What “normal” aspect of life on campus do you miss the most? Game days? Studying in Hatcher? One of the things that I miss the most about a “normal” school year at the university is the vast array of live performances. The COVID-19 pandemic led to the closure of concert halls, theaters, and opera houses across the country. Those on campus were not excluded, and it’s been strange to walk past Hill Auditorium and think about its emptiness.
2020 was a tumultuous year. Still, there were plenty of inspiring performances throughout it that demonstrated artists’ dedication to keeping their art forms going. Shutdowns sparked a flood of videos across the internet that showcased determined singers and musicians, both amateur and professional, performing from their homes. The shift towards online was not only encouraged but necessary as online viewers became the only audience. With grace and determination, live performances became synonymous with livestream, a moving reminder of the flexibility and unity needed to survive trying times.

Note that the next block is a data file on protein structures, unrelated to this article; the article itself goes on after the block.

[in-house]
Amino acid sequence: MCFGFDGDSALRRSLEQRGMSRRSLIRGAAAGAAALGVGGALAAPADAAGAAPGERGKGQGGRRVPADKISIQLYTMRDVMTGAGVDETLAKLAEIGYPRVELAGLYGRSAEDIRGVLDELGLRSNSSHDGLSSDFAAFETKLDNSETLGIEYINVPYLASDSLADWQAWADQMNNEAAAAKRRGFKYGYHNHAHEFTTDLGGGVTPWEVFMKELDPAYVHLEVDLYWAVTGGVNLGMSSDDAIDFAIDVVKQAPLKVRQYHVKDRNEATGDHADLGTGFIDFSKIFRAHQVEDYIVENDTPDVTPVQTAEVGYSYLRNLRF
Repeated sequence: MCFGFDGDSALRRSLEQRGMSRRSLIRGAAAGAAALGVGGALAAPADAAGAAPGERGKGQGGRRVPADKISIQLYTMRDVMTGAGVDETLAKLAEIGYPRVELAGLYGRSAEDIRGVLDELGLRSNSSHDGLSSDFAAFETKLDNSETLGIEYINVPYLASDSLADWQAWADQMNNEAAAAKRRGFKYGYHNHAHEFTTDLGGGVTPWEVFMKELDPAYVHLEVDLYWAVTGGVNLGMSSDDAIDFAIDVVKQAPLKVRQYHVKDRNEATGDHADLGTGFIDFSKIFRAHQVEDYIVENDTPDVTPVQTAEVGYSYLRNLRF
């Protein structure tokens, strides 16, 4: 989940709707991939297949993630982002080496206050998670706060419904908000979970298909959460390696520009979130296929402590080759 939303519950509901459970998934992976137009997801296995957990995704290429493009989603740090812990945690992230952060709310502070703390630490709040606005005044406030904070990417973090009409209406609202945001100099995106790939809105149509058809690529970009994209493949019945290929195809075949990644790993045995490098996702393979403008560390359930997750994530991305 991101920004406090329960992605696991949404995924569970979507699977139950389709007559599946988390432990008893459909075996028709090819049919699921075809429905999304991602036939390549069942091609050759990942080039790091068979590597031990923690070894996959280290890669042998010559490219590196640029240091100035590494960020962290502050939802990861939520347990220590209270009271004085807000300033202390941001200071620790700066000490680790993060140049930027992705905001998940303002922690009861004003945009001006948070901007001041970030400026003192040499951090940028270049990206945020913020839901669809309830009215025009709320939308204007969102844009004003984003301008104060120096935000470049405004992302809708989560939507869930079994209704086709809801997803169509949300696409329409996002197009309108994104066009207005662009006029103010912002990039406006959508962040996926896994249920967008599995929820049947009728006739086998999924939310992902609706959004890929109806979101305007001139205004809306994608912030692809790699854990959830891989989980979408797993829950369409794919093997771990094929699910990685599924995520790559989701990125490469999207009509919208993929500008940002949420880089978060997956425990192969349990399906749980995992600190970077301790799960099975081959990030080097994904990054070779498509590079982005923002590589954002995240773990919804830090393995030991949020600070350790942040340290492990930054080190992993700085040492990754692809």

It only seemed fair to end 2020 by listening to the art that I have greatly admired throughout the pandemic. Since the start of my college career, I’ve been grateful to Arts at Michigan, the University Musical Society (UMS), and friends I met on campus for introducing me to the magic that is live classical music in the form of professional quartets, orchestras, and more. I remember seeing the Takács Quartet with clarinetist Anthony McGill, for example, at the Rackham auditorium in April of my freshman year. Yesterday, I watched and listened to the Takács Quartet again, only this time through a special reprise of a UMS digital presentation that was available for streaming through December 31st. Listening to the emotional drama unfold in Price’s String Quartet No. 2 in a minor (Mvt. ii) and the dizzying array of timbres in Debussy’s String Quartet in g minor (Mvts. iii, iv) seemed like a fitting end to 2020. Whatever next year brings, I wish you health, happiness, and *hopefully* a live concert or two.
Check out the UMS website to read more about digital presentations being offered this season.